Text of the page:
Plotting is a key part of the inner loop of the workflow for a data scientist. In RTVS, all plotting activity centers around one or more plot windows, and we’ve designed a number of features to improve your productivity in this key activity.
This page contains the documentation for the plotting features of RTVS. Below is a quick video overview of the plotting features:
A plot window holds a series of plots. Each plot is generated by a plot command. Here’s a simple example that plots a series of plots at (1,1), (2,2) … (100,100):
When the command runs, it creates a new R Plot window if one wasn’t created already.
If there was already a plot window, it will add the new plot to the series of plots in that existing plot window. For example, if you now execute the following command, you will now see a new plot replace the existing plot in the window:
When you run a new plot command, RTVS adds that command to your plot history. This ensures that all of your previous plots within a session are preserved. You can use the back and forward arrows (outlined in red) in the plot window toolbar to navigate the set of plots that were plotted in that window.
You can also click on the toolbar button to show the Plot History Window. This gives you a list of thumbnails of the plots in your session to help you quickly navigate back to a plot that you were interested in.
The Plot History window can also be resized. When you resize the window, it will show as many plots horizontally as will fit. You can also see that plots are grouped by Plot History window as well, which is helpful when you start creating more than one Plot Window (see the section on Multiple Plot Windows below).
The lifetime of your plot history is bound to the lifetime of your interactive R session. If you reset your R session, or exit and restart Visual Studio, your plot history will be reset.
You can also edit your plot history. You can remove the current plot from the
plot window (and its history) by clicking on the toolbar icon to remove the
plot. You can also right-click on any plot in the plot history and run the
Remove Plot command to remove it from the plot window’s history. This lets you
quickly remove a plot from the history without needing to re-render it in the
main plot window first.
Since the plot window is a Visual Studio tool window, it supports all of the standard tool window operations. One example is tearing off the plot window into its own top level window:
You can dock it into different locations within Visual Studio:
You can drag the plot window onto a separate monitor as well, and even save the layout of your windows into custom named layouts. You can read more about how to do this in the custom layouts section of this article on customizing window layouts in Visual Studio.
The plot window will resize the contained plot as the window is resized. This is possible because the plot window retains the command and the data that was used to render the plot. This lets RTVS render the highest quality representation of the plot as you resize the window.
Plots can also be exported in a number of different formats. You can use the toolbar buttons in the plot window to copy the current plot to the clipboard as a bitmap, or as a Windows metafile. The latter is the standard Windows vector graphics format, which lets you resize a plot to an arbitrary number of pixels without any loss of fidelity. You can use the toolbar buttons in the plot window to save a copy of the plot as a bitmap, or as a PDF (Portable Document Format) to a file.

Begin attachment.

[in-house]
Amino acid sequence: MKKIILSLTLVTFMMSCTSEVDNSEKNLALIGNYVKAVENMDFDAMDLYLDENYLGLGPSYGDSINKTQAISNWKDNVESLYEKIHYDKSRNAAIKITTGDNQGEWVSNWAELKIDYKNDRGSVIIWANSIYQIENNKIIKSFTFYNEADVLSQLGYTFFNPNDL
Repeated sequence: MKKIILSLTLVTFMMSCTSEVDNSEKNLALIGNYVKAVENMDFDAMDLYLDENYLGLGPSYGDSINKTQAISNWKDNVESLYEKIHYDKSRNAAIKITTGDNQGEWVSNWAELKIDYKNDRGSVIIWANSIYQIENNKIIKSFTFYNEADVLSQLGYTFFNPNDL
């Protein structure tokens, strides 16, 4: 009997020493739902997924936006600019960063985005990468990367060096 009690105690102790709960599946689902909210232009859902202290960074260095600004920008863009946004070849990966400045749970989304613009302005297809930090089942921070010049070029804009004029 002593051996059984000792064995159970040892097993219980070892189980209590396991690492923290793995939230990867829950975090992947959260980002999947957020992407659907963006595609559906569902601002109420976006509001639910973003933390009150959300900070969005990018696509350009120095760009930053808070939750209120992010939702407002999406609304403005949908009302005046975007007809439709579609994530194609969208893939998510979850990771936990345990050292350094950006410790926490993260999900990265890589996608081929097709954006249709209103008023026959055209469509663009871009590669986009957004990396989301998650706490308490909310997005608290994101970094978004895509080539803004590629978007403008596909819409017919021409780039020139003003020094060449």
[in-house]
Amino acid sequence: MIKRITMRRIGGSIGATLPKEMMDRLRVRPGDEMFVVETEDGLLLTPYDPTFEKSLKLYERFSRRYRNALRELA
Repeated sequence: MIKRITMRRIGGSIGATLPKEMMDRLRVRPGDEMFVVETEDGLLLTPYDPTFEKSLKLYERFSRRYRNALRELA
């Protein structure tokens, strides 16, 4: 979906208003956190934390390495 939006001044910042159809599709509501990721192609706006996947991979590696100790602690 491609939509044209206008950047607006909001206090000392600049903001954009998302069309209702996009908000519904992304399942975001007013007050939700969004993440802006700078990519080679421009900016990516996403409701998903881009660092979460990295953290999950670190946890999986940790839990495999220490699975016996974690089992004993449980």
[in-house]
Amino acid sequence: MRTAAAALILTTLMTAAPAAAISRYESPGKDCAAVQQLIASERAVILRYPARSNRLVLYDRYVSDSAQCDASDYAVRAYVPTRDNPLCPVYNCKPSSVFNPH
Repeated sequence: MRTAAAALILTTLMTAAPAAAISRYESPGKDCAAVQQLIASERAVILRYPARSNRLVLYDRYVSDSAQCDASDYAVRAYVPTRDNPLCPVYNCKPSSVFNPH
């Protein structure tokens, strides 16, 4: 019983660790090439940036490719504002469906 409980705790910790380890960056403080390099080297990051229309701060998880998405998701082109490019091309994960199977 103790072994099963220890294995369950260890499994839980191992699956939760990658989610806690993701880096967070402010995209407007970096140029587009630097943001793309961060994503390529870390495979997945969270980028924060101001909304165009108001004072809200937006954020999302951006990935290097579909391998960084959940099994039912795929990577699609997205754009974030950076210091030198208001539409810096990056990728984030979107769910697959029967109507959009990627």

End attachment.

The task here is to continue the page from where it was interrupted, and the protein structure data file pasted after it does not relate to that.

A key feature of RTVS is letting you create as many plot windows as you need to do your work effectively. Oftentimes while doing analysis, you would like to have several plot windows visible simultaneously.
You can easily create a new plot window using the New Plot Window button in the plot window toolbar. Once you’ve created a new plot window, you can make it the active plot window by clicking on the Activate Plot Window command on its toolbar. Once active, all subsequent plot commands will render inside of that plot window. At any point in time, you can choose to make another plot window the active plot window by clicking on the Activate Plot Window command on its toolbar.
You can also copy or move plots between plot windows. Simply right click on a plot that you want to copy or move, and select Cut (if you want to move the plot) or Copy (if you want to copy the plot). Then right click on the plot window that you want to copy or move that plot to and select Paste.
You can also copy or move plots between plot windows by dragging and dropping the plot using a mouse. The default behavior, just like File Explorer, is to copy the plot if you drag it between plot windows. If you hold down the SHIFT key while dragging and dropping, you be moving the plot between the windows (i.e., it is removed from the source window, and added to the target window). You will also see a visual indication of the change in mode when you press the SHIFT key, as the “+” symbol next to the mouse pointer will vanish.
Since plot windows are Visual Studio tool windows, you can use all of the sophisticated window layout features in Visual Studio to arrange your plot windows to suit your needs.
You can programmatically manipulate plot windows from your own R scripts. R plot commands render their output to an R graphics device; a plot window renders the contents of an R graphics device. Graphics devices are named, and their name is shown in the title of each plot window. Knowing all of this, you can now understand how the following commands are used to implement all of the plot window functionality that you have already seen in RTVS:
You can list all of the graphics devices within the current R session:
You can create a new graphics device:
You can set the active graphics device to one of the ones on the list:
Finally, you can delete the active device: